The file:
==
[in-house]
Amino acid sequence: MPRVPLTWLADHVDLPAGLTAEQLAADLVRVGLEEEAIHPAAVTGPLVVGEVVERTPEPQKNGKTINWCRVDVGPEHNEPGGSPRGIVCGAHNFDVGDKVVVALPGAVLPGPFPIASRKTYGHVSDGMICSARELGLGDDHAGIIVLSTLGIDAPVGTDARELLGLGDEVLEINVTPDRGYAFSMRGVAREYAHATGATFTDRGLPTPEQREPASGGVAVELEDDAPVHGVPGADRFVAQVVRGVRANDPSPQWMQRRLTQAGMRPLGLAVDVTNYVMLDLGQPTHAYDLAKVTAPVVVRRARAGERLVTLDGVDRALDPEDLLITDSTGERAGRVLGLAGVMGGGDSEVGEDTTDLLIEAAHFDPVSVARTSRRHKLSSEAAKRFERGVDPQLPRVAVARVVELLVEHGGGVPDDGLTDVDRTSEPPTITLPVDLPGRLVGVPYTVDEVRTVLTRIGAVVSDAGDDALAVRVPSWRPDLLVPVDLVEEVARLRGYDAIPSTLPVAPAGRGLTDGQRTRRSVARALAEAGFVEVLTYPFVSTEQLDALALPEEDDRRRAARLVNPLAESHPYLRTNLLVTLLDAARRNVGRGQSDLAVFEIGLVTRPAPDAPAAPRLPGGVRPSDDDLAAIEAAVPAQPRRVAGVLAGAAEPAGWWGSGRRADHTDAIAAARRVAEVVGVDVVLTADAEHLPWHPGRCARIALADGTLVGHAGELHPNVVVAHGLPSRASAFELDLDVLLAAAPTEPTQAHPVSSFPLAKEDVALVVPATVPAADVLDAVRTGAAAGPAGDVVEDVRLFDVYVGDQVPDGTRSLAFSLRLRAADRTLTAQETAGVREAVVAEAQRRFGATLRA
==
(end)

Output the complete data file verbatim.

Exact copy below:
[in-house]
Amino acid sequence: MPRVPLTWLADHVDLPAGLTAEQLAADLVRVGLEEEAIHPAAVTGPLVVGEVVERTPEPQKNGKTINWCRVDVGPEHNEPGGSPRGIVCGAHNFDVGDKVVVALPGAVLPGPFPIASRKTYGHVSDGMICSARELGLGDDHAGIIVLSTLGIDAPVGTDARELLGLGDEVLEINVTPDRGYAFSMRGVAREYAHATGATFTDRGLPTPEQREPASGGVAVELEDDAPVHGVPGADRFVAQVVRGVRANDPSPQWMQRRLTQAGMRPLGLAVDVTNYVMLDLGQPTHAYDLAKVTAPVVVRRARAGERLVTLDGVDRALDPEDLLITDSTGERAGRVLGLAGVMGGGDSEVGEDTTDLLIEAAHFDPVSVARTSRRHKLSSEAAKRFERGVDPQLPRVAVARVVELLVEHGGGVPDDGLTDVDRTSEPPTITLPVDLPGRLVGVPYTVDEVRTVLTRIGAVVSDAGDDALAVRVPSWRPDLLVPVDLVEEVARLRGYDAIPSTLPVAPAGRGLTDGQRTRRSVARALAEAGFVEVLTYPFVSTEQLDALALPEEDDRRRAARLVNPLAESHPYLRTNLLVTLLDAARRNVGRGQSDLAVFEIGLVTRPAPDAPAAPRLPGGVRPSDDDLAAIEAAVPAQPRRVAGVLAGAAEPAGWWGSGRRADHTDAIAAARRVAEVVGVDVVLTADAEHLPWHPGRCARIALADGTLVGHAGELHPNVVVAHGLPSRASAFELDLDVLLAAAPTEPTQAHPVSSFPLAKEDVALVVPATVPAADVLDAVRTGAAAGPAGDVVEDVRLFDVYVGDQVPDGTRSLAFSLRLRAADRTLTAQETAGVREAVVAEAQRRFGATLRA